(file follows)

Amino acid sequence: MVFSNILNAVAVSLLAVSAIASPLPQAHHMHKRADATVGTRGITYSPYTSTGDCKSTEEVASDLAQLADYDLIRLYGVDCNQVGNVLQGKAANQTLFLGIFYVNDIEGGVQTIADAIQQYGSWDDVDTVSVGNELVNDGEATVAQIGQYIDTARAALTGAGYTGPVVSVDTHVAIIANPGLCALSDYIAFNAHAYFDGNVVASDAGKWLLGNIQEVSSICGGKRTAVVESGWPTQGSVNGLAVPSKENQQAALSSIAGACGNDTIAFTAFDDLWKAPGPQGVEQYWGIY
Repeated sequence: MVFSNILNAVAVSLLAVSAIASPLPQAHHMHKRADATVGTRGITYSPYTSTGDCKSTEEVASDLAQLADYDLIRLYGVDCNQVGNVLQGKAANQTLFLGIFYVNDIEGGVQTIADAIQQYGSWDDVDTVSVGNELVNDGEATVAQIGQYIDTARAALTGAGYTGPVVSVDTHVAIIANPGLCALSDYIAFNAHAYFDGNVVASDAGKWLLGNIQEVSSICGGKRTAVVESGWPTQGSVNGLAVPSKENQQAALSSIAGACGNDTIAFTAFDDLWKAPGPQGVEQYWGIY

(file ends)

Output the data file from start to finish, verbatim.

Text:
Amino acid sequence: MVFSNILNAVAVSLLAVSAIASPLPQAHHMHKRADATVGTRGITYSPYTSTGDCKSTEEVASDLAQLADYDLIRLYGVDCNQVGNVLQGKAANQTLFLGIFYVNDIEGGVQTIADAIQQYGSWDDVDTVSVGNELVNDGEATVAQIGQYIDTARAALTGAGYTGPVVSVDTHVAIIANPGLCALSDYIAFNAHAYFDGNVVASDAGKWLLGNIQEVSSICGGKRTAVVESGWPTQGSVNGLAVPSKENQQAALSSIAGACGNDTIAFTAFDDLWKAPGPQGVEQYWGIY
Repeated sequence: MVFSNILNAVAVSLLAVSAIASPLPQAHHMHKRADATVGTRGITYSPYTSTGDCKSTEEVASDLAQLADYDLIRLYGVDCNQVGNVLQGKAANQTLFLGIFYVNDIEGGVQTIADAIQQYGSWDDVDTVSVGNELVNDGEATVAQIGQYIDTARAALTGAGYTGPVVSVDTHVAIIANPGLCALSDYIAFNAHAYFDGNVVASDAGKWLLGNIQEVSSICGGKRTAVVESGWPTQGSVNGLAVPSKENQQAALSSIAGACGNDTIAFTAFDDLWKAPGPQGVEQYWGIY